The next piece is that this young protagonist is frequently (almost always) an orphan of some kind. Maybe, s/he has one of his/her parents, but the protagonist generally has lost at least one of them and almost always to some kind of violent circumstance. Maybe this is why the orphan princess is so common in Disney? Bilbo is definitely not an orphan. Which is not to say that his parents are alive, because they're not, but, then, he's 50, and there is no indication that they died of anything other than old age. Or, maybe, boredom.
Then there is the requisite prophecy about the protagonist. The list of fantasy literature which feature a prophecy would probably exceed my usual word count, so I'll just remind everyone of Harry Potter and how he fits all three of these so far. Even The Lion, the Witch, and the Wardrobe has a prophecy. The Hobbit contains no prophecy (neither does LotR). There is nothing "special" about Bilbo in that sense. He has not been chosen by fate to do what he does. This is a story about a hobbit that rises to the occasion. It's more like your boss at work needing a job done, choosing the person the boss thinks is most qualified, and that person choosing to do it.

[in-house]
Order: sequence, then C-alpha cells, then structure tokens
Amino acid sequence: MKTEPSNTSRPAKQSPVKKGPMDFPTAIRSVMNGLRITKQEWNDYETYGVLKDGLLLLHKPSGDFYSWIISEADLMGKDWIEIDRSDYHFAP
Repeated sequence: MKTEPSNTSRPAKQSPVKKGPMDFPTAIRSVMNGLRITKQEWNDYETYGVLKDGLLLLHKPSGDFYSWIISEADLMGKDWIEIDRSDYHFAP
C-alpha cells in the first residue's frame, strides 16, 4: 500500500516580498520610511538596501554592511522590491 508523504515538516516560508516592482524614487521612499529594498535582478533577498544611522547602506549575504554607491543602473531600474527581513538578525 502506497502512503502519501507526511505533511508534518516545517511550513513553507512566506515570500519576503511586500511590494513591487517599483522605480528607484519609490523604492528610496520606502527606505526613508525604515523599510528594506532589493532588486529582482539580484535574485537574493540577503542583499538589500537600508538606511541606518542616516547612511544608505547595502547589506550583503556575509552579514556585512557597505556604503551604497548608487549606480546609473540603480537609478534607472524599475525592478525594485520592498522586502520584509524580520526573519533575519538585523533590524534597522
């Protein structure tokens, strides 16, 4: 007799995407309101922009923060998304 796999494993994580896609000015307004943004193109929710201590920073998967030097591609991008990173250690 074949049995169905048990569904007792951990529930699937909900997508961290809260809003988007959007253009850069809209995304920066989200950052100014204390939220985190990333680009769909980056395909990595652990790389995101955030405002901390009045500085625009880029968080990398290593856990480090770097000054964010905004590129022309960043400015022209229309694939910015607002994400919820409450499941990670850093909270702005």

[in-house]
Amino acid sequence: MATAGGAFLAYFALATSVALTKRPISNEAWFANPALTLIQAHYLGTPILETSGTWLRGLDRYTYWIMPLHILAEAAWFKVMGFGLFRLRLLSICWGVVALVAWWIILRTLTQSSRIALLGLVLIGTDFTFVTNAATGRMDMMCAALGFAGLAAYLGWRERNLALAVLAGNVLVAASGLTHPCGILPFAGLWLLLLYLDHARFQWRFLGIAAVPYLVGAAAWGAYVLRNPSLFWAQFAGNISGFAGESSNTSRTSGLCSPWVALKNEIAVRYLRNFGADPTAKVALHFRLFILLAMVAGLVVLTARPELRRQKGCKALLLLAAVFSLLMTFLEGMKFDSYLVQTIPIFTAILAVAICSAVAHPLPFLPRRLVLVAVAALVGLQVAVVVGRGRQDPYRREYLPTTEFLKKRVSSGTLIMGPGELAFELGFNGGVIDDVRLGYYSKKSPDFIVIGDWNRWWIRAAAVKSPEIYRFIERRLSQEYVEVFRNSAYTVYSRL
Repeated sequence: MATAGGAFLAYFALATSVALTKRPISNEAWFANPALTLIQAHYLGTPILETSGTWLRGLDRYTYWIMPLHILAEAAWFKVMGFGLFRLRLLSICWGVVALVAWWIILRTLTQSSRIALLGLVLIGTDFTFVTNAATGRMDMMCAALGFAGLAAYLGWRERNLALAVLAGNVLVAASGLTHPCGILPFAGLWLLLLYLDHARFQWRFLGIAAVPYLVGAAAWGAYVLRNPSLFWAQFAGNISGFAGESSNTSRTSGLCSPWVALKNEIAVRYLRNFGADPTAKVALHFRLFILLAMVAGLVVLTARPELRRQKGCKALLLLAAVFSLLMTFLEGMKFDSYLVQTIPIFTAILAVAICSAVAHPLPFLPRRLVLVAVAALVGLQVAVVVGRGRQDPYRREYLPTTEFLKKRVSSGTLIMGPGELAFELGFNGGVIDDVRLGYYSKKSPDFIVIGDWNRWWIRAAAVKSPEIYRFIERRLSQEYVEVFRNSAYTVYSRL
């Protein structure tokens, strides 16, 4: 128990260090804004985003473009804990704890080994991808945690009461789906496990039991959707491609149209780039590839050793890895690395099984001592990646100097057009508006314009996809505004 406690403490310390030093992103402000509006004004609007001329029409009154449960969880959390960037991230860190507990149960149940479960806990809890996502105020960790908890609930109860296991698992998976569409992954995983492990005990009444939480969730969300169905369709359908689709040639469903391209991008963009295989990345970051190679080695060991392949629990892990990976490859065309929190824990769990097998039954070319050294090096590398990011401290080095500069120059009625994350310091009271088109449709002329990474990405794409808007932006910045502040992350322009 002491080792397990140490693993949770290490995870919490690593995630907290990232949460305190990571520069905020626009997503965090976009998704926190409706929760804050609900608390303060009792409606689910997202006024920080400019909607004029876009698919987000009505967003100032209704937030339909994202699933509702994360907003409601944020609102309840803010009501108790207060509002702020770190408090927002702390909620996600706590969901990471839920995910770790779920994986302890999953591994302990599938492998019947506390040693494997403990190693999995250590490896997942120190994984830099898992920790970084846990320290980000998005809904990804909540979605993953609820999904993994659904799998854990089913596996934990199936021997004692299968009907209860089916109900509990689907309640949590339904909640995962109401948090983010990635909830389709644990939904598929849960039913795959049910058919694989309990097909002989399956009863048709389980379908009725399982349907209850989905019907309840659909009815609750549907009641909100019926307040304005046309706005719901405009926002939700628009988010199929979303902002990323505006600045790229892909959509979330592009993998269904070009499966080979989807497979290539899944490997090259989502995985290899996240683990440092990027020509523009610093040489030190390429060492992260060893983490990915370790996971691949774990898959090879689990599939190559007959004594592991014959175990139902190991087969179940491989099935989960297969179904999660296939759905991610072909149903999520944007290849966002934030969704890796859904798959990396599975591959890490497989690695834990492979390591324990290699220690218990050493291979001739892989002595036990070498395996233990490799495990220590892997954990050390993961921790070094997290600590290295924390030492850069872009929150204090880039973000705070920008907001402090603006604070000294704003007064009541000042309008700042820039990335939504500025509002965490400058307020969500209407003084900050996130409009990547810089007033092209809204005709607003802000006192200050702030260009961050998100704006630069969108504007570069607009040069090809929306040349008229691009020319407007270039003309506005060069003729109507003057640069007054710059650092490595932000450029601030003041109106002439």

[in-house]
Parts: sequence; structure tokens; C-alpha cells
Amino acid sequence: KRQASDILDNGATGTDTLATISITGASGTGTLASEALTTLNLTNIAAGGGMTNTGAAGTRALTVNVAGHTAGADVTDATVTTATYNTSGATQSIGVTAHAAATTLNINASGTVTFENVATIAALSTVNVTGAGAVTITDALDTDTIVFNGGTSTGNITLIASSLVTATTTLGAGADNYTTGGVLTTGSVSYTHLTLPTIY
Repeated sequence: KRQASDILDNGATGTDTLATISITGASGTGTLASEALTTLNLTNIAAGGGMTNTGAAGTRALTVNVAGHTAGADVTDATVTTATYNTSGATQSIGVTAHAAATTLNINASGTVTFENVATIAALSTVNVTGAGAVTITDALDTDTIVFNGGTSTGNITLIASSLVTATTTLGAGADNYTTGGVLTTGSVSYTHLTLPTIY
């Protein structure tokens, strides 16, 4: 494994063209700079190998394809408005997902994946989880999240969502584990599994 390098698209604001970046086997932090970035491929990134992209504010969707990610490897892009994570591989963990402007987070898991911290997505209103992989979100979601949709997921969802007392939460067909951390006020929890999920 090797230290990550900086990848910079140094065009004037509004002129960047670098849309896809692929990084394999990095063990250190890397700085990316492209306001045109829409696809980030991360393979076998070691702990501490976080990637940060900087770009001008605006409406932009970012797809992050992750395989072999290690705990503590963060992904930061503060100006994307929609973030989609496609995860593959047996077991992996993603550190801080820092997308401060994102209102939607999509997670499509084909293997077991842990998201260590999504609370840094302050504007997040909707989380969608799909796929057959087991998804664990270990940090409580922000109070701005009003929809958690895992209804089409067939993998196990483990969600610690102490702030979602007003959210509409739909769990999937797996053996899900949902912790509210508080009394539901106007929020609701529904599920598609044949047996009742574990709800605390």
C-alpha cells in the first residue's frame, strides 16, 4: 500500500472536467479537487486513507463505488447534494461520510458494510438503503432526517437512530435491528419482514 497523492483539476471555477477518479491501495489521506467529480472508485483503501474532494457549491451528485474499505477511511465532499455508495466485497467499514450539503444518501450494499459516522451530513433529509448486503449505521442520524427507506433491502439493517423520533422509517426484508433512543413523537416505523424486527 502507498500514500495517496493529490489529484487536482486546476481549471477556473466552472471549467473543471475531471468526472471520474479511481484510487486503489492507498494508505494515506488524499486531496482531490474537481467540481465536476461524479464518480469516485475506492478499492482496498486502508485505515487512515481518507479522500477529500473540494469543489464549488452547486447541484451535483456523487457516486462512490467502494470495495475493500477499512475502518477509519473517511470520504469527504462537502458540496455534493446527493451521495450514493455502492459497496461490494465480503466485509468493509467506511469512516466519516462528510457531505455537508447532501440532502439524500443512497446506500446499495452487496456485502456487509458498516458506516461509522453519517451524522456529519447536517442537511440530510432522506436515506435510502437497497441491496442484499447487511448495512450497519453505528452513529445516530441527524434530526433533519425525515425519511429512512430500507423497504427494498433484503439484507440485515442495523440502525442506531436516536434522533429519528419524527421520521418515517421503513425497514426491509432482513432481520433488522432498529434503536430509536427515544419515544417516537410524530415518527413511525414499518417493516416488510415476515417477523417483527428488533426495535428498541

And there is no "party" of adventurers. No, the dwarves don't count, because they're all interchangeable on the whole. And Gandalf abandons them half way through. So there's no wizard, no fighter, no ranger, no healer, none of that stuff we expect to find among the heroes band of followers. Just the burglar, and that's Bilbo.
Possibly the biggest break from convention is that Bilbo is not the valiant warrior that "saves the day" in the end. He does not slay the dragon, and he does not defeat the goblin army. He's not even conscious for most of that. Bilbo is a hero of another type, let's say a moral hero, which is so much more important and believable. Bilbo's bravest moment is when he walks down the tunnel to see the dragon. Not to fight the dragon, just to see him. I love that bit: